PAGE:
7 Tips for Child-proofing Your Garage

Car safety image with a stuffed bear


It seems like there is an endless selection of gadgets and gizmos designed to make our homes more child-friendly. Between catches on cupboards, gates in doorways and pads on hard edges, most parents are more than familiar with what it takes to keep little ones safe indoors.

What about the garage?

Of course, it’s no place for infants or toddlers. However, as children grow, so does their curiosity, and it can be hard to keep independent kids out of the garage forever. As adults we’re quite familiar with the potential hazards inside the garage – after all, we put most of them there – and can usually stay out of harm. For children, it can easily become a treasure trove that needs exploring.

Here are seven tips for making your garage that little bit safer for intrepid children, keeping them out of harm’s way.

1 – Make sure that internal and external doors are kept locked when the garage is not being used. This reduces the chance of your kids using the garage without your knowledge.

2 – Keep chemicals and DIY substances high up and hidden away. Bright tins, pots and cans can easily attract the attention of little ones, who don’t understand that the stuff inside can be quite nasty. Storing paint and solvents on a high shelf isn’t enough, as it can only tempt bolder children to climb onto surfaces. Best practice is to hide them in a cupboard or under a sheet so they’re out of sight.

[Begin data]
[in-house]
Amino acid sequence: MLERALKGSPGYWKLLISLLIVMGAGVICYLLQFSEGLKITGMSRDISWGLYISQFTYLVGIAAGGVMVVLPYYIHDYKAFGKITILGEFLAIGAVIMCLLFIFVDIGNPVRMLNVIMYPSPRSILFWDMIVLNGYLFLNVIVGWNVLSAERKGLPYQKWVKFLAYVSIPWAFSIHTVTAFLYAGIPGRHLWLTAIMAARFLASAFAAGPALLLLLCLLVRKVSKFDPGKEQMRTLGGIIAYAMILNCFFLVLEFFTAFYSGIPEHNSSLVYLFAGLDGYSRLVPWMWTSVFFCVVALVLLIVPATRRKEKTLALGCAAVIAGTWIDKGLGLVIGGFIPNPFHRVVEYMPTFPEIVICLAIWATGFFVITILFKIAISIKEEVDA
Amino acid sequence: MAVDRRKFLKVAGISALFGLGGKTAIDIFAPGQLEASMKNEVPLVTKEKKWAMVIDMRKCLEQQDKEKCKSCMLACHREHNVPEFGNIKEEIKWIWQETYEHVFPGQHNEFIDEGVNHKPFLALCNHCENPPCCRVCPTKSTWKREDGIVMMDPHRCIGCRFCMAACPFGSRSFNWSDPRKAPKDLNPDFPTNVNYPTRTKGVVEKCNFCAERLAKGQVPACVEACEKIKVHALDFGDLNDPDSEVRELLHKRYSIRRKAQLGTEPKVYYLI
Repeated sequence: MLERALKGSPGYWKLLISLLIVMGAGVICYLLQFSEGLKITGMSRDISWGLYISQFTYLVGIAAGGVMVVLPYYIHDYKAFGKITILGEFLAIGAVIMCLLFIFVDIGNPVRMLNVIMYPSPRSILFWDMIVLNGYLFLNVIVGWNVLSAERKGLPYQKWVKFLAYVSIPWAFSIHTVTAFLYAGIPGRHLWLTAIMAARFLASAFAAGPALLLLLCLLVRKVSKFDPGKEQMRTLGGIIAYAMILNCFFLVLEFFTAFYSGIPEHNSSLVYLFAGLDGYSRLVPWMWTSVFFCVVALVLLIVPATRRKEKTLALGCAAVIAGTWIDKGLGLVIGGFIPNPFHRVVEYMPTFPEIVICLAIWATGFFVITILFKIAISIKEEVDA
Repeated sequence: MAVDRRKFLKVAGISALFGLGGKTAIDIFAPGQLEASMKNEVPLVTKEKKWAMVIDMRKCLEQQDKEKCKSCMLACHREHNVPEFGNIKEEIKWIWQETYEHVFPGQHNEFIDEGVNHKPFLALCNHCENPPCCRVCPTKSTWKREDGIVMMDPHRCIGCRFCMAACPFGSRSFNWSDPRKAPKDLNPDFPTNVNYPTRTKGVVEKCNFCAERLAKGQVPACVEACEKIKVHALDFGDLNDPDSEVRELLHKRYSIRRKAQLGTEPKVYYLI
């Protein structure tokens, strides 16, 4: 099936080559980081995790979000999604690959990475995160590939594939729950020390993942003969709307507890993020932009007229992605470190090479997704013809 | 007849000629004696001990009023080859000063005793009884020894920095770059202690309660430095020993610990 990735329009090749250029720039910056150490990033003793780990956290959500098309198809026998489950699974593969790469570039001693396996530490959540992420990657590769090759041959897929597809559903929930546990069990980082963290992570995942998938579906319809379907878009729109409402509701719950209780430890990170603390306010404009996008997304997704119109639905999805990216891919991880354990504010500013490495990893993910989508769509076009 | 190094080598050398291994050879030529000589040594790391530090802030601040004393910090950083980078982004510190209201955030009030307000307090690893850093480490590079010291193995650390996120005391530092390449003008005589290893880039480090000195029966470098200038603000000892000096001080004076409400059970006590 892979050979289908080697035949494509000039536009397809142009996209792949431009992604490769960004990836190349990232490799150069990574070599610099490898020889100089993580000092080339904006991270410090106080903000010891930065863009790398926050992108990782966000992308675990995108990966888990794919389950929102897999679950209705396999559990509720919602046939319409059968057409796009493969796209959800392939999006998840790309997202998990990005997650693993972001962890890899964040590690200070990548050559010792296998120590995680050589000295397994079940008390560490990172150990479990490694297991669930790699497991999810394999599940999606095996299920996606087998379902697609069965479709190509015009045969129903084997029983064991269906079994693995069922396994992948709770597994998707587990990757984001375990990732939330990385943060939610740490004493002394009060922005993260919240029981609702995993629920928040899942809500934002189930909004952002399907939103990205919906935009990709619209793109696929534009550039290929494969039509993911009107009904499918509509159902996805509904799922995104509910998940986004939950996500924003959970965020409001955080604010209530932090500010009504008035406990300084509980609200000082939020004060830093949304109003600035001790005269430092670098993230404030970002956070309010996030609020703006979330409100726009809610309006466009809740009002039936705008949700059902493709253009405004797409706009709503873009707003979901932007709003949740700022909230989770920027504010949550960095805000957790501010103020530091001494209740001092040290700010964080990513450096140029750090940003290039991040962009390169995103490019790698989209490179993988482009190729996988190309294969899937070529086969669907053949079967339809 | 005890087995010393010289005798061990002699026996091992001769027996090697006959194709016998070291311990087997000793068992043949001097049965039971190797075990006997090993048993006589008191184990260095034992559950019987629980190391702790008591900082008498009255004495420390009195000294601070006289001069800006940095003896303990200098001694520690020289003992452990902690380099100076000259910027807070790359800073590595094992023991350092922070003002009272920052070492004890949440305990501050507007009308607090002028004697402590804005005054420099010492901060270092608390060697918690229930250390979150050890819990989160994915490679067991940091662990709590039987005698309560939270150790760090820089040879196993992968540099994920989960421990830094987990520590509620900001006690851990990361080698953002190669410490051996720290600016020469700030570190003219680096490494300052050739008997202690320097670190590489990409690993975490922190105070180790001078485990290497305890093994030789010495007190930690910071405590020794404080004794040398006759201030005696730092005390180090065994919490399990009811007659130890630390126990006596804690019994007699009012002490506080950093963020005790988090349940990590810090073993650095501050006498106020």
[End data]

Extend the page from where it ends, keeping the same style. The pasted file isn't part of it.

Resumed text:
3 – Be mindful that large storage units like boxes, freezers, chests and even a parked car can look like fun hiding places to a child. Keep them locked to save little ones getting trapped.

4 – The same goes for recycling and general waste bins. Not only do you not want rubbish strewn about your garage, but these can often contain harmful items that you don’t want your child playing with or ingesting.

5 – If you have an automated door, test the reverse feature regularly. To do this, break the sensor beam when the door is closing. A properly functioning door should stop immediately before reversing its motion. If the door doesn’t reverse, or the door continues to close – even for a second – after the beam has been broken, contact an expert as soon as possible to carry out an emergency service.

6 – Loose tools are a trip hazard and can sometimes be mistaken for toys. Keep all equipment – from lawnmowers to brooms and rakes – secured and/or out of reach of children.

7 – It’s a good idea to store sports equipment and unused outdoor toys somewhere secure, too. Not only will this prevent large items from falling on a little one, but also give you peace of mind that basketballs, hockey sticks or footballs aren’t being used too close to your car!

The main thing is to talk to your children, explaining the ground-rules for being in the garage. Obviously, there’s no need to scare them, but as one of the more hazardous areas of your home, safe behaviour in the garage should be an important message to discuss. After all, all parents will agree that prevention is far better than a trip to A&E!

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